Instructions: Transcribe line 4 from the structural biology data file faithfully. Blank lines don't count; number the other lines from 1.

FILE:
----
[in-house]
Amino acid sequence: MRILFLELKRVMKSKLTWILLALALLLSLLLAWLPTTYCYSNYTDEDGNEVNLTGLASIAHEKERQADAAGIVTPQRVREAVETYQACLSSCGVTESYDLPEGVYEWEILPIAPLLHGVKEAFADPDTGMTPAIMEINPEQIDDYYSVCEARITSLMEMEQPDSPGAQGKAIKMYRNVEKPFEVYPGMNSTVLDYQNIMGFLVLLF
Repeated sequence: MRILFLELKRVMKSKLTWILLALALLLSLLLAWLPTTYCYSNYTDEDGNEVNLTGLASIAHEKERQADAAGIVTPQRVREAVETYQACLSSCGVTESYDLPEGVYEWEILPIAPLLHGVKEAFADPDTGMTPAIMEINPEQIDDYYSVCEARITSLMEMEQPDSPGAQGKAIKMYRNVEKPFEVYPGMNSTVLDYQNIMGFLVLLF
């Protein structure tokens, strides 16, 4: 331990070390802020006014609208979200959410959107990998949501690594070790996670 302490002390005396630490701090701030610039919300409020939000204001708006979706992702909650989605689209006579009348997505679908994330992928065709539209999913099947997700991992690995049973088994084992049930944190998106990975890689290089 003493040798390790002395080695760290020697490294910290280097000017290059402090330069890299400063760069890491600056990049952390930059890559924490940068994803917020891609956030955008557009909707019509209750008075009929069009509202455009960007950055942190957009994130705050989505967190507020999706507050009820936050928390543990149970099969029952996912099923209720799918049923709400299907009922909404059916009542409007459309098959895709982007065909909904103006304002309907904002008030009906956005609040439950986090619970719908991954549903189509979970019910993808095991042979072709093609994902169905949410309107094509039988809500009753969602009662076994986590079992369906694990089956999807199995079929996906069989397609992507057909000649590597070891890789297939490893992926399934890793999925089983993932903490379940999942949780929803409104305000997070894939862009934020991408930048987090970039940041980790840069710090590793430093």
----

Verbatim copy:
């Protein structure tokens, strides 16, 4: 331990070390802020006014609208979200959410959107990998949501690594070790996670 302490002390005396630490701090701030610039919300409020939000204001708006979706992702909650989605689209006579009348997505679908994330992928065709539209999913099947997700991992690995049973088994084992049930944190998106990975890689290089 003493040798390790002395080695760290020697490294910290280097000017290059402090330069890299400063760069890491600056990049952390930059890559924490940068994803917020891609956030955008557009909707019509209750008075009929069009509202455009960007950055942190957009994130705050989505967190507020999706507050009820936050928390543990149970099969029952996912099923209720799918049923709400299907009922909404059916009542409007459309098959895709982007065909909904103006304002309907904002008030009906956005609040439950986090619970719908991954549903189509979970019910993808095991042979072709093609994902169905949410309107094509039988809500009753969602009662076994986590079992369906694990089956999807199995079929996906069989397609992507057909000649590597070891890789297939490893992926399934890793999925089983993932903490379940999942949780929803409104305000997070894939862009934020991408930048987090970039940041980790840069710090590793430093």